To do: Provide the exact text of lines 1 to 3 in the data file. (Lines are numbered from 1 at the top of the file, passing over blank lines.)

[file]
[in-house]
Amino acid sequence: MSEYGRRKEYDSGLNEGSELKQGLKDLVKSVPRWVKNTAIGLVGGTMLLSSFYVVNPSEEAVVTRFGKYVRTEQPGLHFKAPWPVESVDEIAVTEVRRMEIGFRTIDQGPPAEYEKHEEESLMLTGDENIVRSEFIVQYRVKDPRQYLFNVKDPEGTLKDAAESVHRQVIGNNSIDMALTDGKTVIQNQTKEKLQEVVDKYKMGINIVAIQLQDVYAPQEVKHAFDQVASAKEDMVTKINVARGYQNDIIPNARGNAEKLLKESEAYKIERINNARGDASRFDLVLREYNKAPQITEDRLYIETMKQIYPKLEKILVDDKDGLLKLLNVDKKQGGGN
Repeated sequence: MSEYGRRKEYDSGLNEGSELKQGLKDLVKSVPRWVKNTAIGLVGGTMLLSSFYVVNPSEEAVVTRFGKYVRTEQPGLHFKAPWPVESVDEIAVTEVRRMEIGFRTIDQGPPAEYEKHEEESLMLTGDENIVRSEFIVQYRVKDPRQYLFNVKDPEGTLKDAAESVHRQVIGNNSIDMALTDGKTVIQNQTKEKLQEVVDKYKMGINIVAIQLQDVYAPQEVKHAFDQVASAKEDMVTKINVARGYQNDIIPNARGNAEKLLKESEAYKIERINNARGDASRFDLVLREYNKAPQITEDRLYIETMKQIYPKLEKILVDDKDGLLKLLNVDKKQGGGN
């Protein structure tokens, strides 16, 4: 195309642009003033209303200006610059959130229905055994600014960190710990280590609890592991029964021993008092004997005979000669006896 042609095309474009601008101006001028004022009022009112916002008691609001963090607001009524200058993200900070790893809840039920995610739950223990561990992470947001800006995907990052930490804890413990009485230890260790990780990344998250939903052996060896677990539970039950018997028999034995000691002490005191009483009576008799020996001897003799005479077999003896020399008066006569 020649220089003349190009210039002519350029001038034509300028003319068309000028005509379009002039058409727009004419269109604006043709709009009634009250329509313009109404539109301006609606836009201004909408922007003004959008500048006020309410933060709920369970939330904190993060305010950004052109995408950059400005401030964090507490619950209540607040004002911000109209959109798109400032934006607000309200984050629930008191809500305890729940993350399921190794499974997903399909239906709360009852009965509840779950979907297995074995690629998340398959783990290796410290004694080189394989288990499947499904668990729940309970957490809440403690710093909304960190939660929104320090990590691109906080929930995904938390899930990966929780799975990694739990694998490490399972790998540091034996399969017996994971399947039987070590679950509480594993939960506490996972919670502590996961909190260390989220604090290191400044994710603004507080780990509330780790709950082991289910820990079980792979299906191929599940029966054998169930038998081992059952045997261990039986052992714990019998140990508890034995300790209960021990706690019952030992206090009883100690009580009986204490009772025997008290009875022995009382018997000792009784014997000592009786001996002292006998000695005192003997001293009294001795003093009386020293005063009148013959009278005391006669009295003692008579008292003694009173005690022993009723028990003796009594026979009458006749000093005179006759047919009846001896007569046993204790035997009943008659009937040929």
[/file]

[in-house]
Amino acid sequence: MSEYGRRKEYDSGLNEGSELKQGLKDLVKSVPRWVKNTAIGLVGGTMLLSSFYVVNPSEEAVVTRFGKYVRTEQPGLHFKAPWPVESVDEIAVTEVRRMEIGFRTIDQGPPAEYEKHEEESLMLTGDENIVRSEFIVQYRVKDPRQYLFNVKDPEGTLKDAAESVHRQVIGNNSIDMALTDGKTVIQNQTKEKLQEVVDKYKMGINIVAIQLQDVYAPQEVKHAFDQVASAKEDMVTKINVARGYQNDIIPNARGNAEKLLKESEAYKIERINNARGDASRFDLVLREYNKAPQITEDRLYIETMKQIYPKLEKILVDDKDGLLKLLNVDKKQGGGN
Repeated sequence: MSEYGRRKEYDSGLNEGSELKQGLKDLVKSVPRWVKNTAIGLVGGTMLLSSFYVVNPSEEAVVTRFGKYVRTEQPGLHFKAPWPVESVDEIAVTEVRRMEIGFRTIDQGPPAEYEKHEEESLMLTGDENIVRSEFIVQYRVKDPRQYLFNVKDPEGTLKDAAESVHRQVIGNNSIDMALTDGKTVIQNQTKEKLQEVVDKYKMGINIVAIQLQDVYAPQEVKHAFDQVASAKEDMVTKINVARGYQNDIIPNARGNAEKLLKESEAYKIERINNARGDASRFDLVLREYNKAPQITEDRLYIETMKQIYPKLEKILVDDKDGLLKLLNVDKKQGGGN